Mindfulness Can Influence Behavior
Mindfulness can influence behavior and improve health!
Imagine a major university now studying how mindfulness affects behavior. Applying mindfulness and awareness to every day work and personal life can be a huge benefit! ~Mary
From the Providence Business News.
A $4.7 million five-year grant from the National Institutes of Health will be used by Brown University researchers to study whether mindfulness can help patients follow treatment changes better.
Posted: Wednesday, September 16, 2015 3:45 pm
PROVIDENCE – A $4.7 million five-year grant from the National Institutes of Health will be used by Brown University researchers to study whether mindfulness can help patients follow treatment changes better.
According to a press release from the university, a common problem with treatments involving changes to diet and other lifestyle behaviors is that patients do not always follow them.
The grant will cover two phases of research. Researchers first will review data from dozens of mindfulness intervention studies, featuring approximately 2,000 participants, to see whether mindfulness interventions influenced patient self-regulation related to medical regimen adherence.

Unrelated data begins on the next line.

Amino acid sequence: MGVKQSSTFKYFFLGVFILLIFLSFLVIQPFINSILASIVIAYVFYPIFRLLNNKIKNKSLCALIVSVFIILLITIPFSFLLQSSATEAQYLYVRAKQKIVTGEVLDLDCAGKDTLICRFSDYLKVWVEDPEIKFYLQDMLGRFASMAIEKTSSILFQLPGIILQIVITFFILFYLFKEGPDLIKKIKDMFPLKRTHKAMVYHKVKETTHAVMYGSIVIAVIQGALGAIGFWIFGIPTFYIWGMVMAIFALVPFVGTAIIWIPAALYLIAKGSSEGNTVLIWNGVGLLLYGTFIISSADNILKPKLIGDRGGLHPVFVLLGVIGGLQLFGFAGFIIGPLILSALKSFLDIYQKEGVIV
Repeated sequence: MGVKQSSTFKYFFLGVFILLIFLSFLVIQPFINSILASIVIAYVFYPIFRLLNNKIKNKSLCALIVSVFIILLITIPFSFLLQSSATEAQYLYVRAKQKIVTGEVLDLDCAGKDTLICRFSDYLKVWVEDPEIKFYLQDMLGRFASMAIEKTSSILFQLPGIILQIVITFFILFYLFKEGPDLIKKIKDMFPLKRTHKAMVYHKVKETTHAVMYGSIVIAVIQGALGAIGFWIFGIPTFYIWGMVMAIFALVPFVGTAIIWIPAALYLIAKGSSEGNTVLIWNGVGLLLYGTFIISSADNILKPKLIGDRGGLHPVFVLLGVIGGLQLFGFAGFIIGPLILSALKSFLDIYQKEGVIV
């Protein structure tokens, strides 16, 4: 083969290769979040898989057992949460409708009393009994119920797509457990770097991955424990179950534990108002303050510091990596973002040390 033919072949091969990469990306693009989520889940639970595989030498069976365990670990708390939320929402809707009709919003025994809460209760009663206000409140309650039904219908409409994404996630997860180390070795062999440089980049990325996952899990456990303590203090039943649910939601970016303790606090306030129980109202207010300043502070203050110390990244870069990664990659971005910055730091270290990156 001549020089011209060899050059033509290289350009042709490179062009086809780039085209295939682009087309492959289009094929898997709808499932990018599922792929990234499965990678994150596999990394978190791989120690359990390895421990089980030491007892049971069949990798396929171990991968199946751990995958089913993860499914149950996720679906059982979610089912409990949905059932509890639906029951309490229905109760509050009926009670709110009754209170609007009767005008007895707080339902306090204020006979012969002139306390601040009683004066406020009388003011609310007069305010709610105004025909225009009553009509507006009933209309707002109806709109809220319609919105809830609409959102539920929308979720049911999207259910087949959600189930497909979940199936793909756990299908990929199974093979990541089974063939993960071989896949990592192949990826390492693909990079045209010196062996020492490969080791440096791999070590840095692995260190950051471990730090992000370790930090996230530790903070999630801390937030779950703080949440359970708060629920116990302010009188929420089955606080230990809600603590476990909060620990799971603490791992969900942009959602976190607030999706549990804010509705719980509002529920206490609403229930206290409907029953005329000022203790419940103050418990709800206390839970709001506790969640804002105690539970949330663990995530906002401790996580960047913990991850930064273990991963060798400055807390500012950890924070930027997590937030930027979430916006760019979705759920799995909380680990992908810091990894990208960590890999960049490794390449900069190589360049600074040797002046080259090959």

The second phase involves four random controlled trials assessing the impact of mindfulness interventions on measures of medical regimen adherence, including reducing blood pressure, and supporting dietary changes and weight loss.
“Based on the first phase of the grant where we merge many datasets, we will see which are the active components of mindfulness interventions in influencing self-regulation related to medical regimen adherence,” Eric Loucks, assistant professor of epidemiology in the Brown University School of Public Health and co-leader of the research, said in a statement. “From those findings, in the second phase of the grant we will customize ongoing randomized controlled mindfulness intervention trials to better engage with those self-regulation processes, with the goal of having a greater influence on health outcomes.”
Willoughby Britton, assistant professor (research) of psychiatry and human behavior in the Alpert Medical School, is the other principal investigator.
“This grant brings together fields that often operate in parallel without communicating with each other,” Britton said. “Clinical psychology, neuroscience, religious studies, cognitive science, epidemiology and psychiatry have a lot to offer each other but are rarely encouraged to work together.”